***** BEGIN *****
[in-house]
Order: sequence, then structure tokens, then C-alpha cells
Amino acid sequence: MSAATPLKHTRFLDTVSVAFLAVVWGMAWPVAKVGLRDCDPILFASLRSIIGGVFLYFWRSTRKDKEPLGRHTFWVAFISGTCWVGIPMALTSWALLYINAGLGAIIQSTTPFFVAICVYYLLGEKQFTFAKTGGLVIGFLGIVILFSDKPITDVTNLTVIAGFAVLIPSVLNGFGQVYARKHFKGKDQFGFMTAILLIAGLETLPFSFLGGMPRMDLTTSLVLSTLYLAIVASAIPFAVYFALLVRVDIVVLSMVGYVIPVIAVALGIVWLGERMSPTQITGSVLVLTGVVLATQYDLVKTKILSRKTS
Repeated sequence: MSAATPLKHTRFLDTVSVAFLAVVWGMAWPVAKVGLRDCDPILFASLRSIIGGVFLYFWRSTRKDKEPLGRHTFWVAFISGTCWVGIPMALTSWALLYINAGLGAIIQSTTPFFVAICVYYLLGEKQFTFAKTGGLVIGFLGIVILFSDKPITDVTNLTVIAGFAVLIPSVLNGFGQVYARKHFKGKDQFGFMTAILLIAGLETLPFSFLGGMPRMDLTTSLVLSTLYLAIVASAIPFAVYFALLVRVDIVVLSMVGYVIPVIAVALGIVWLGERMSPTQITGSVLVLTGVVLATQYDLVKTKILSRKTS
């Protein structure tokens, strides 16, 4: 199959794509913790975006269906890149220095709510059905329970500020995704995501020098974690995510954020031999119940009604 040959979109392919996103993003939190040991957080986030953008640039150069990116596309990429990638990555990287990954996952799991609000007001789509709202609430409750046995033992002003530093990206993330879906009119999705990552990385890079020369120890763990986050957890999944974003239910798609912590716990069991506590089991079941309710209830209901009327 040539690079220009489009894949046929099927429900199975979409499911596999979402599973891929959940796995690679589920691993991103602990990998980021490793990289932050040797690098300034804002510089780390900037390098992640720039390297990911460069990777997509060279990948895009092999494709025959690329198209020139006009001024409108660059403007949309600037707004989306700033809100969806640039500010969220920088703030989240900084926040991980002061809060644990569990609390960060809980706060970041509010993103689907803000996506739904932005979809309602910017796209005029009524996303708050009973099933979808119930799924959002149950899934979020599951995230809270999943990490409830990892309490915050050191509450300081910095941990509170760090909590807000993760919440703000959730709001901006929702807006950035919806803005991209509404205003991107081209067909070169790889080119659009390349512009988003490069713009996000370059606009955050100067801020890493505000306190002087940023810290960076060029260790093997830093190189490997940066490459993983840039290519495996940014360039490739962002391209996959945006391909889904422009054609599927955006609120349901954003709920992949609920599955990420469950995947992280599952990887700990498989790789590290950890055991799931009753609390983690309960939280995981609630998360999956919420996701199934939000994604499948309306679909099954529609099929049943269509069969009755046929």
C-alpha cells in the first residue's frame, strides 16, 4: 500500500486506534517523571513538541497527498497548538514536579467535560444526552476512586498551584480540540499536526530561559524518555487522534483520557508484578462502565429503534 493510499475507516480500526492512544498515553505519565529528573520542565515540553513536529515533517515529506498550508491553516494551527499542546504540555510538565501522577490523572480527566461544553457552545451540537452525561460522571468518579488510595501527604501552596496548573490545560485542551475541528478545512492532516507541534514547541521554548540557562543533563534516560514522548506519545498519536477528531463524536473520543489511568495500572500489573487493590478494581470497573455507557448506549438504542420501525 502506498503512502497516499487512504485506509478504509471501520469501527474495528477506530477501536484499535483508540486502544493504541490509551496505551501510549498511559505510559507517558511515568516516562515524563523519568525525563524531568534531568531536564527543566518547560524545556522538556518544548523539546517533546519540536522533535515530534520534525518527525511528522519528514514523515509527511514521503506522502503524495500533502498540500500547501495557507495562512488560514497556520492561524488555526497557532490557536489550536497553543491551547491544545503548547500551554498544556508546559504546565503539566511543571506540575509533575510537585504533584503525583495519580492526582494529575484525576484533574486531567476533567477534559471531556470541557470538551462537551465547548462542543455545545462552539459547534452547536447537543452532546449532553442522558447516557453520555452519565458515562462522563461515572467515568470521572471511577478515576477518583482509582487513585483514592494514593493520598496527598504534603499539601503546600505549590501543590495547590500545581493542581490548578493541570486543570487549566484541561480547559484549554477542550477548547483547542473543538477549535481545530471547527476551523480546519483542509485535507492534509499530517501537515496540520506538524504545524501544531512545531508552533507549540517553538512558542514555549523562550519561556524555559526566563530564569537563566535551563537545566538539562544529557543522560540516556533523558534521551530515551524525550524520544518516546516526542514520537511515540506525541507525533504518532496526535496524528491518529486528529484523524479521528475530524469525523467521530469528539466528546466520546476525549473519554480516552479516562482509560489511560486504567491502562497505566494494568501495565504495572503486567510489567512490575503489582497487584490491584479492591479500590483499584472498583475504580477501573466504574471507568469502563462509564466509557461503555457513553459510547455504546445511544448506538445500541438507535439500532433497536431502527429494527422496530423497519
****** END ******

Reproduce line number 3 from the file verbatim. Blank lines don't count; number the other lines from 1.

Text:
Amino acid sequence: MSAATPLKHTRFLDTVSVAFLAVVWGMAWPVAKVGLRDCDPILFASLRSIIGGVFLYFWRSTRKDKEPLGRHTFWVAFISGTCWVGIPMALTSWALLYINAGLGAIIQSTTPFFVAICVYYLLGEKQFTFAKTGGLVIGFLGIVILFSDKPITDVTNLTVIAGFAVLIPSVLNGFGQVYARKHFKGKDQFGFMTAILLIAGLETLPFSFLGGMPRMDLTTSLVLSTLYLAIVASAIPFAVYFALLVRVDIVVLSMVGYVIPVIAVALGIVWLGERMSPTQITGSVLVLTGVVLATQYDLVKTKILSRKTS